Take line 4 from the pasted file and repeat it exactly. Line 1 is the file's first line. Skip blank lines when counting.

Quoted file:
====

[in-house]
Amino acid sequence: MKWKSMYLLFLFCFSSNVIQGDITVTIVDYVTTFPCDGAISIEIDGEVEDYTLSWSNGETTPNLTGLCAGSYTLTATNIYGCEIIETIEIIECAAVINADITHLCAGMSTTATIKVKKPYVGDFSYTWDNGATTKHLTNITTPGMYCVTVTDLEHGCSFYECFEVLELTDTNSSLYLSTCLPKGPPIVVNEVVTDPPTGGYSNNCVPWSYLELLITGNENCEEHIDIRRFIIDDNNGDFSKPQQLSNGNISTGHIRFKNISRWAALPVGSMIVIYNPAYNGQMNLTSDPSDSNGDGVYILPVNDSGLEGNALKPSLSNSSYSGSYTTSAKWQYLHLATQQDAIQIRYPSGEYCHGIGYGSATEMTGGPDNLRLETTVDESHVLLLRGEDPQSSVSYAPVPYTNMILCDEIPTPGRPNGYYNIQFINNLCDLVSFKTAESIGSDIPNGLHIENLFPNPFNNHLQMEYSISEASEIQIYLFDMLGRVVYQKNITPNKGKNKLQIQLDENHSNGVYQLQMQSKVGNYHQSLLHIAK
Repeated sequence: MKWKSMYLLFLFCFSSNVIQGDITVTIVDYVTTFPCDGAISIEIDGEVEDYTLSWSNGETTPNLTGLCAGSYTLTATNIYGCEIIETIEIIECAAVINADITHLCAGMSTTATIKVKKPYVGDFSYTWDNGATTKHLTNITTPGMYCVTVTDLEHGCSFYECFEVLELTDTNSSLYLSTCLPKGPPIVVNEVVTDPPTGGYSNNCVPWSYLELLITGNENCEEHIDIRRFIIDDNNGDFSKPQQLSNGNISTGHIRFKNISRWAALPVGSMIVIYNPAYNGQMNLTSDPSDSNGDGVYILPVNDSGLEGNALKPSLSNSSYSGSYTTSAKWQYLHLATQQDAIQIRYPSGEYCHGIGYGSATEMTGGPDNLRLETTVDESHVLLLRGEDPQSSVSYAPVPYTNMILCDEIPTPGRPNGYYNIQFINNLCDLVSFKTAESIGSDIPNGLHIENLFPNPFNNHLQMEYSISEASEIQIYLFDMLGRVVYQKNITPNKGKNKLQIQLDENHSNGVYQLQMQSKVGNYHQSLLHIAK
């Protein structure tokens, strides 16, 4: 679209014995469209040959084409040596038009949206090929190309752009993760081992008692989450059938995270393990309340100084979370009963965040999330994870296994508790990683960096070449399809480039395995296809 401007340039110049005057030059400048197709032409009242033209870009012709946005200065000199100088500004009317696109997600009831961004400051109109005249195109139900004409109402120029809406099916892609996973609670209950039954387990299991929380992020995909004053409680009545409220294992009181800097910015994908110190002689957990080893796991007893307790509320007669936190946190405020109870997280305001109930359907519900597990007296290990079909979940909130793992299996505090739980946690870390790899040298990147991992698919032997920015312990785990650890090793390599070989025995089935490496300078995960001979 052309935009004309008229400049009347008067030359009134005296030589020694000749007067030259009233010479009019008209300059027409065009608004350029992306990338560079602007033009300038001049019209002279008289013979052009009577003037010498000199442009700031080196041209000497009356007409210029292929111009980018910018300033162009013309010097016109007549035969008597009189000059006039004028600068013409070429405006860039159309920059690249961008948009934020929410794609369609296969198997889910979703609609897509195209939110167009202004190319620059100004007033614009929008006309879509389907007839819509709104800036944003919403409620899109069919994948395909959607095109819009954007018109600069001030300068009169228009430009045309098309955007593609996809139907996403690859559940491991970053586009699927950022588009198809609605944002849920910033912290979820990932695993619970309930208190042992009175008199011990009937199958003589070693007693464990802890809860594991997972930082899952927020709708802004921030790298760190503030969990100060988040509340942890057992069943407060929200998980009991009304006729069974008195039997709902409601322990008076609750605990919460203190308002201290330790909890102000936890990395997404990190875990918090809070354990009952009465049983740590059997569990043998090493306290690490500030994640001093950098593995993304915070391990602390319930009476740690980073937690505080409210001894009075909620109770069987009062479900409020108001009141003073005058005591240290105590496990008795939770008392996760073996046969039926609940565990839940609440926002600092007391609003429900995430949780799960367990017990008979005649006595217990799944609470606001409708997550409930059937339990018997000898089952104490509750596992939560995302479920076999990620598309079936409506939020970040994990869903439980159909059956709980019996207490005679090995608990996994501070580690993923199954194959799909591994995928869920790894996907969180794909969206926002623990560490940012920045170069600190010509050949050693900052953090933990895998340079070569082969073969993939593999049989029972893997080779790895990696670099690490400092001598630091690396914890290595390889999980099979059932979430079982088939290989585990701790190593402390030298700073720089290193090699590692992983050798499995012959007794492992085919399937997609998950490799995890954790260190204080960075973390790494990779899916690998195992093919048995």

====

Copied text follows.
């Protein structure tokens, strides 16, 4: 679209014995469209040959084409040596038009949206090929190309752009993760081992008692989450059938995270393990309340100084979370009963965040999330994870296994508790990683960096070449399809480039395995296809 401007340039110049005057030059400048197709032409009242033209870009012709946005200065000199100088500004009317696109997600009831961004400051109109005249195109139900004409109402120029809406099916892609996973609670209950039954387990299991929380992020995909004053409680009545409220294992009181800097910015994908110190002689957990080893796991007893307790509320007669936190946190405020109870997280305001109930359907519900597990007296290990079909979940909130793992299996505090739980946690870390790899040298990147991992698919032997920015312990785990650890090793390599070989025995089935490496300078995960001979 052309935009004309008229400049009347008067030359009134005296030589020694000749007067030259009233010479009019008209300059027409065009608004350029992306990338560079602007033009300038001049019209002279008289013979052009009577003037010498000199442009700031080196041209000497009356007409210029292929111009980018910018300033162009013309010097016109007549035969008597009189000059006039004028600068013409070429405006860039159309920059690249961008948009934020929410794609369609296969198997889910979703609609897509195209939110167009202004190319620059100004007033614009929008006309879509389907007839819509709104800036944003919403409620899109069919994948395909959607095109819009954007018109600069001030300068009169228009430009045309098309955007593609996809139907996403690859559940491991970053586009699927950022588009198809609605944002849920910033912290979820990932695993619970309930208190042992009175008199011990009937199958003589070693007693464990802890809860594991997972930082899952927020709708802004921030790298760190503030969990100060988040509340942890057992069943407060929200998980009991009304006729069974008195039997709902409601322990008076609750605990919460203190308002201290330790909890102000936890990395997404990190875990918090809070354990009952009465049983740590059997569990043998090493306290690490500030994640001093950098593995993304915070391990602390319930009476740690980073937690505080409210001894009075909620109770069987009062479900409020108001009141003073005058005591240290105590496990008795939770008392996760073996046969039926609940565990839940609440926002600092007391609003429900995430949780799960367990017990008979005649006595217990799944609470606001409708997550409930059937339990018997000898089952104490509750596992939560995302479920076999990620598309079936409506939020970040994990869903439980159909059956709980019996207490005679090995608990996994501070580690993923199954194959799909591994995928869920790894996907969180794909969206926002623990560490940012920045170069600190010509050949050693900052953090933990895998340079070569082969073969993939593999049989029972893997080779790895990696670099690490400092001598630091690396914890290595390889999980099979059932979430079982088939290989585990701790190593402390030298700073720089290193090699590692992983050798499995012959007794492992085919399937997609998950490799995890954790260190204080960075973390790494990779899916690998195992093919048995």